05/11/2014 11:46 am ET Updated Jul 11, 2014

On Mother's Day, Giving Women What They Really Deserve

This Mother's Day, as we celebrate the women who sacrifice so much to support their families and give their kids a chance to live the American dream, we must demand that our leaders step up to the plate and do their part to lift up America's mothers -- and all the women who are increasingly the engine of our economy. We know that when women succeed, America succeeds. To support middle class families, create good jobs and grow our economy, we need to ensure women have the tools they need to succeed, and end the outdated roadblocks and discrimination that stand in their way.

We must start with ensuring equal pay for equal work, and pass the Paycheck Fairness Act. It is unconscionable that in the year 2014 women still make just 77 cents for every dollar a man earns, which amounts to a gap of $11,084 a year for full-time workers. The problem is even more acute for women of color: African American women earn only 64 cents on the dollar, and Hispanic women earn just 55 cents.

Eliminating pay discrimination should be a no-brainer -- it will put more money in the pockets of middle-class families, help grow our economy, and it's the right thing to do. Unfortunately, this Republican Congress remains stuck in the Mad Men era, and has repeatedly blocked equal pay legislation.

Equal pay is where we can start to ensure women have an equal shot in our economy, but it cannot be where we end. There is so much we can and must do to build an economy that supports women and their families, including ensuring quality, affordable childcare and paid leave for new mothers. The U.S. is the only industrialized country in the world that does not guarantee maternity leave for new moms, and more than 13 million working women are not able to take a paid sick day when their kids get sick.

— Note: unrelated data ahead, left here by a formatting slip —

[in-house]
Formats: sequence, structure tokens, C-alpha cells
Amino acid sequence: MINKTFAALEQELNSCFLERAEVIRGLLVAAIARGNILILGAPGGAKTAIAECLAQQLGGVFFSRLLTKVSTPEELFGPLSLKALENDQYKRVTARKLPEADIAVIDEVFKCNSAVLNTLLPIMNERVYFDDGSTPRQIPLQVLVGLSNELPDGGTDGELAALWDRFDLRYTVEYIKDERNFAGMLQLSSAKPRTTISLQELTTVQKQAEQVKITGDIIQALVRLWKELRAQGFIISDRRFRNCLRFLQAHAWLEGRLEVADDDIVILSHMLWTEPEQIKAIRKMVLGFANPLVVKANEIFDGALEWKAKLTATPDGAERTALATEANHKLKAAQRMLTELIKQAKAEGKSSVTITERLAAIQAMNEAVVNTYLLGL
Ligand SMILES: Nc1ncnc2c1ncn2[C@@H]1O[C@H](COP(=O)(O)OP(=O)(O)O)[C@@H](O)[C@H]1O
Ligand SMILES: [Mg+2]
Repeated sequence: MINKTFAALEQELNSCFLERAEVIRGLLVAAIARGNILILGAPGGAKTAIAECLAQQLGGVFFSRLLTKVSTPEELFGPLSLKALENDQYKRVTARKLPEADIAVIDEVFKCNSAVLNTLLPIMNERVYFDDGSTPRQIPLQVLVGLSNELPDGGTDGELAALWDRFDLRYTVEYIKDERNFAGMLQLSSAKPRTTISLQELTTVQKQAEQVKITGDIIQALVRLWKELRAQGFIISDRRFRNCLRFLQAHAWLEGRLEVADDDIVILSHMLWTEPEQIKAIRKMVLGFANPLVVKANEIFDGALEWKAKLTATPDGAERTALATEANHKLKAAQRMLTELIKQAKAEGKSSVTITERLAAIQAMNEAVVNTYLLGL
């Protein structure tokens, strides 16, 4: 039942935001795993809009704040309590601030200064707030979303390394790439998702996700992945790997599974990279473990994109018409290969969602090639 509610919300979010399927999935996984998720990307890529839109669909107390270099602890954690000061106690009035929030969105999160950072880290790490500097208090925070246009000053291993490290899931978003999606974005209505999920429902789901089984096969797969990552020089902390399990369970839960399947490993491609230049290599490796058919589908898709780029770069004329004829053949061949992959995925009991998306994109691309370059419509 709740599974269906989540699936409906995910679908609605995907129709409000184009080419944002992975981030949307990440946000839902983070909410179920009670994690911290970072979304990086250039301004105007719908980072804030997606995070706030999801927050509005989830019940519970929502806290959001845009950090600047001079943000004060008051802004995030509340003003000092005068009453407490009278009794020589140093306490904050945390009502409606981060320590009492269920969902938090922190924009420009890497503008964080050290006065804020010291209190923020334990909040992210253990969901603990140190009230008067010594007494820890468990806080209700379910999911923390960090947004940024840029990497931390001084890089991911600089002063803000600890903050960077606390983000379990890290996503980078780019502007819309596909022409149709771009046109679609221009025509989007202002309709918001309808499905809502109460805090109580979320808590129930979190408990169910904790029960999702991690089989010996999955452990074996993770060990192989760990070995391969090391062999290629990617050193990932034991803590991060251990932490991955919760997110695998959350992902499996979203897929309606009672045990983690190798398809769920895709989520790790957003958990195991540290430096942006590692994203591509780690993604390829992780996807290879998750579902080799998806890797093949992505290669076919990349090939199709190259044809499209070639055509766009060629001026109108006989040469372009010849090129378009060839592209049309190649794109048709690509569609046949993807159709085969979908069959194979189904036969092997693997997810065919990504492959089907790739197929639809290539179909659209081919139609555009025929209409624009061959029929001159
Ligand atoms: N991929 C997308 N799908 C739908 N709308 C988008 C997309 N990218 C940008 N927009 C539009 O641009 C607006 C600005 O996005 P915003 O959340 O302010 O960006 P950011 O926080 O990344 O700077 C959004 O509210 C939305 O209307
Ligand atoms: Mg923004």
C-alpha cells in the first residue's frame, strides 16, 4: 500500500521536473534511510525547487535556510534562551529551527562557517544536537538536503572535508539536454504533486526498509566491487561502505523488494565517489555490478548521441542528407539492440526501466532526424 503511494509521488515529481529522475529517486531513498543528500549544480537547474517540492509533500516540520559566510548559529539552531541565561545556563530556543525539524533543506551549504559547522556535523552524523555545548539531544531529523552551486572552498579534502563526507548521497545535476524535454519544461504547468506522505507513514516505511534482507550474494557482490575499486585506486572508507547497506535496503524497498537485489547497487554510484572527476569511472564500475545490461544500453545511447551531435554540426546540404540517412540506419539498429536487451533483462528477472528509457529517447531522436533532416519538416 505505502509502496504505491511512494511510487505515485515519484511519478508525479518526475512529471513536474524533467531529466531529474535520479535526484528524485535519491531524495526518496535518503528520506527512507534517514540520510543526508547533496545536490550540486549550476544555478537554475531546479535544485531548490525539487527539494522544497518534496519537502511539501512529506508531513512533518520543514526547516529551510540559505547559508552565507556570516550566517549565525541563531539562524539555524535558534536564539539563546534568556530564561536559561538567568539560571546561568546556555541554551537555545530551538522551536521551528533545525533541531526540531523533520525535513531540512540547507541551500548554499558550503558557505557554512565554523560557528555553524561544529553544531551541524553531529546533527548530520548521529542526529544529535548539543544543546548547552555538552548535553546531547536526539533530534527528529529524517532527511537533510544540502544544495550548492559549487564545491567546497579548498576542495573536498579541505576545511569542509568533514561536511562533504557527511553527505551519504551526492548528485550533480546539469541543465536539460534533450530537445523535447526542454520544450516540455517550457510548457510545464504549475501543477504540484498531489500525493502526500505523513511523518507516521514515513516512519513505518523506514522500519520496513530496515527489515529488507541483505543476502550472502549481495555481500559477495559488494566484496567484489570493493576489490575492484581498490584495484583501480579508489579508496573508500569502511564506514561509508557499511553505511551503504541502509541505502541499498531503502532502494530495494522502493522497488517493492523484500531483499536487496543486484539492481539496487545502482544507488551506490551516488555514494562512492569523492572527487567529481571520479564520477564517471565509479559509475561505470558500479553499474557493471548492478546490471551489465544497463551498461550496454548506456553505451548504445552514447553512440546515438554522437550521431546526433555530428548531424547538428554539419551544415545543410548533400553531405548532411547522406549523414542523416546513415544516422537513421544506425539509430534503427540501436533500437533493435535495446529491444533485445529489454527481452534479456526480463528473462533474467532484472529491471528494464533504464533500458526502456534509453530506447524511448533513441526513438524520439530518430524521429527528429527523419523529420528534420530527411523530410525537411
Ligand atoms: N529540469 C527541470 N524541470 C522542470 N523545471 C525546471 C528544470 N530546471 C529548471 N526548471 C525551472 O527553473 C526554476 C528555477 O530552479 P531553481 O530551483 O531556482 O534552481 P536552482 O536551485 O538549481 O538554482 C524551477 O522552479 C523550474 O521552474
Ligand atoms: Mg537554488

Partisan finger-pointing will not solve these problems -- it will not help a new mother afford maternity leave, it will not put food on the table for mothers working two jobs to make ends meet, and it will not help a single mom take a day off to care for a sick child. But unfortunately finger-pointing and excuses are all we have heard from House Republicans. Some even contend pay discrimination is a thing of the past. Tell that to a woman in my district in Port Washington, NY.

This is not about giving women special treatment -- it's about giving them a fair shot. And with more and more households now headed by women, that fair shot is more important than ever to our kids, and our country. That is what is at stake this fall, when America's moms will have a chance to say enough is enough, and hold accountable a Republican Congress that has proved time and again that it is not on the side of women.

From refusing to consider equal pay legislation to opposing the Violence Against Women Act, House Republicans have thumbed their nose at women at every turn. But it's not only these overt women's issues that show where their true priorities lie -- it is their budget that stacks that the deck for special interests while raising taxes on the middle class, their refusal to raise the minimum wage, and their obsession with repealing health care reform and sending us back to the days when insurance companies had free rein to deny women care.

These priorities all affect women and their families, and they all expose House Republicans' true agenda: heaping goodies on special interests, at the expense of middle-class families and the women who support them. Women will decide this November's elections, and the question they will ask is who is on their side? From equal pay to health care, the answer is clear: House Democrats are working to enact an economic agenda to lift up women, while House Republicans work to undermine them.